Cubs

Jon Lester's message to frustrated Cubs: Figure it out

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Jon Lester's message to frustrated Cubs: Figure it out

Jon Lester's message to the frustrated Cubs was simple: "You gotta figure it out."

The two-time World Series champion and three-time All-Star knows what it takes to make it in the big leagues and has been a steady voice in a young clubhouse filled with guys still trying to adapt to "The Show."

The Cubs (46-40) had to field questions about the grind after dropping their third straight game, this time a 5-1 loss to Chris Sale and the White Sox (41-44) in front of 41,596 fans at Wrigley Field on Saturday afternoon.

"You gotta figure it out," Lester said. "The grind in the minor leagues is just the same in the big leagues. The only difference is — you get to take planes to different cities as opposed to buses.

"The grind's there. ... We all go through it. It doesn't matter how old or young we are."

[MORE: Could Cubs and White Sox get together on a Samardzija trade?]

The All-Star break may be coming at a good time for a Cubs team that just went 18 innings in between runs stretching from the sixth inning Wednesday until Jonathan Herrera delivered a pinch-hit double down the line in the seventh inning Saturday.

The Cubs have provided just one run of support total for Lester over his last four starts and for the second straight outing, Kris Bryant made a costly error that opened the door for a big inning from the other team against Lester.

But the veteran southpaw refused to play the blame game.

"I think there's an overall team frustration," Lester said. "I don't think you can point fingers at anybody. We all accept blame at different times. I don't like to single out anybody or single out a side of the baseball.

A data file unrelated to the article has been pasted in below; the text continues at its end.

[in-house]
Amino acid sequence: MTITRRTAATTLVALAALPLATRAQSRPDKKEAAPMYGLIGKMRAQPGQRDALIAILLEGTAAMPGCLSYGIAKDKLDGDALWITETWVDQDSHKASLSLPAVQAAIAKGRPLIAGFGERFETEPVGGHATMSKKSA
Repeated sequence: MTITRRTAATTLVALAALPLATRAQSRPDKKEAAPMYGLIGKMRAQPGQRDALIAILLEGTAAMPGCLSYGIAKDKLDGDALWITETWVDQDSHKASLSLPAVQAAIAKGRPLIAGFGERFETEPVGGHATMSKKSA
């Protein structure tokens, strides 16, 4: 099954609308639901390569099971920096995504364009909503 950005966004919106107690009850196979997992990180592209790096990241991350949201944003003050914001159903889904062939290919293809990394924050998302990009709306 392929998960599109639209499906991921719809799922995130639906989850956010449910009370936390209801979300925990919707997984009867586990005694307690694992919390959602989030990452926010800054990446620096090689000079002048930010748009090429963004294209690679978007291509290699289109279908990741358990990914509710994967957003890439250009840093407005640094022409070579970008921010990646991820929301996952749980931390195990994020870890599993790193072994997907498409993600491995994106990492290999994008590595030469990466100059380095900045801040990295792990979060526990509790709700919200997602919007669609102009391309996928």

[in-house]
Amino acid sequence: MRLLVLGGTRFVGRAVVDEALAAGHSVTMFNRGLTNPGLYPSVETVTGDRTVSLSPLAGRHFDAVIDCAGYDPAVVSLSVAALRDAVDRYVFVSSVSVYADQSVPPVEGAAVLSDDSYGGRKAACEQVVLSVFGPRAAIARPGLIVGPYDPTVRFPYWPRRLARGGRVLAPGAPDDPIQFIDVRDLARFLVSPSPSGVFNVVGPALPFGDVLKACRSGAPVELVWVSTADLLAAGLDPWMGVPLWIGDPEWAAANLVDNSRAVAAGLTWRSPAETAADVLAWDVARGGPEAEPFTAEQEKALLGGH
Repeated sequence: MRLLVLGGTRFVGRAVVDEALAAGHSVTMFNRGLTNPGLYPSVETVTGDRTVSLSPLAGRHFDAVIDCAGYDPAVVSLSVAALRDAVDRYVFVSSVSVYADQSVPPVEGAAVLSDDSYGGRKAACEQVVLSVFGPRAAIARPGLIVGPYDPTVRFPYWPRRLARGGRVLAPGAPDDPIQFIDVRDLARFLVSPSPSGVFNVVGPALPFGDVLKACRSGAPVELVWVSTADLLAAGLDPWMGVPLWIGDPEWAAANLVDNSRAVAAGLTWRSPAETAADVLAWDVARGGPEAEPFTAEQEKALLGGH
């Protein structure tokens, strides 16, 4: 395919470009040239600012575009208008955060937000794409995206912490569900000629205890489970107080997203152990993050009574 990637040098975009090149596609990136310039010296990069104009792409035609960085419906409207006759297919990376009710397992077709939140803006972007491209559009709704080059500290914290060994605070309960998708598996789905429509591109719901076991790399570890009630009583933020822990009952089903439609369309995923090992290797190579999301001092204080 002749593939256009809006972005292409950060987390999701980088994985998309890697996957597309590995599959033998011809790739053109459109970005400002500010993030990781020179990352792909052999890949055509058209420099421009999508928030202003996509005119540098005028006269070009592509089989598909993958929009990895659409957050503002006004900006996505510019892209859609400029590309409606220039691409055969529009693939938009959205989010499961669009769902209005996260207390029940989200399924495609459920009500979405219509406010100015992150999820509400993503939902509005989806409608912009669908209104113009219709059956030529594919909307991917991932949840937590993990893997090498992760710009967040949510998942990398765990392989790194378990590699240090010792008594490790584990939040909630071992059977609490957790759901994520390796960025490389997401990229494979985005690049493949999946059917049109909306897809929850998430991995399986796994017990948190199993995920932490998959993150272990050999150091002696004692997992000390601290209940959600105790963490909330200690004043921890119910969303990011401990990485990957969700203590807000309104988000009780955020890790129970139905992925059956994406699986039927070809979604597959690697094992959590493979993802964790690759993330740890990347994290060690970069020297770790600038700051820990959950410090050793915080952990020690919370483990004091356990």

"Guys are up there grinding, they're prepared and that's all you can ask. The effort's there, the preparation's there, that's all you can ask.

"It's just a funny game — you square a ball up, a guy catches it. You hit a bleeder and it goes through a hole. It goes the same way pitching. We gotta continue to do the little things and the ball will fall our way eventually."

The Cubs have scored two runs or less in 13 of their last 18 games, though they have found a way to win four of those 13 games thanks to some record-setting starting pitching.

The Cubs — minus Bryant and Anthony Rizzo — will get four full days off during next week's All-Star break, giving those young hitters a chance to hit the reset button and get some rest before the "grind" restarts Friday in Atlanta.

"You have to relax the mind a little bit," Joe Maddon said. "The break is definitely coming at the appropriate time for us."

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The Cubs offense has floundered of late, but they've also gone up against some tough pitching, facing the likes of Michael Wacha, Carlos Martinez, Chris Sale...even after finding a way to beat Clayton Kershaw and Zack Greinke.

"We've seen a lot of good pitching," Maddon said. "We've hit some balls well that have found leather as opposed to grass. We've seen good pitching. That's it. We have young hitters that are seeing good pitching.

"We are a swing-and-miss team. That's part of our DNA right now. They've gotten the better of us, but I am not discouraged in the least."

Albert Almora's strong connection to Team USA baseball

Albert Almora's strong connection to Team USA baseball

Who was Theo Epstein’s first draft pick with the Cubs?

The answer to that trivia question will always and forever be Albert Almora Jr. picked sixth overall in the 2012 amateur draft.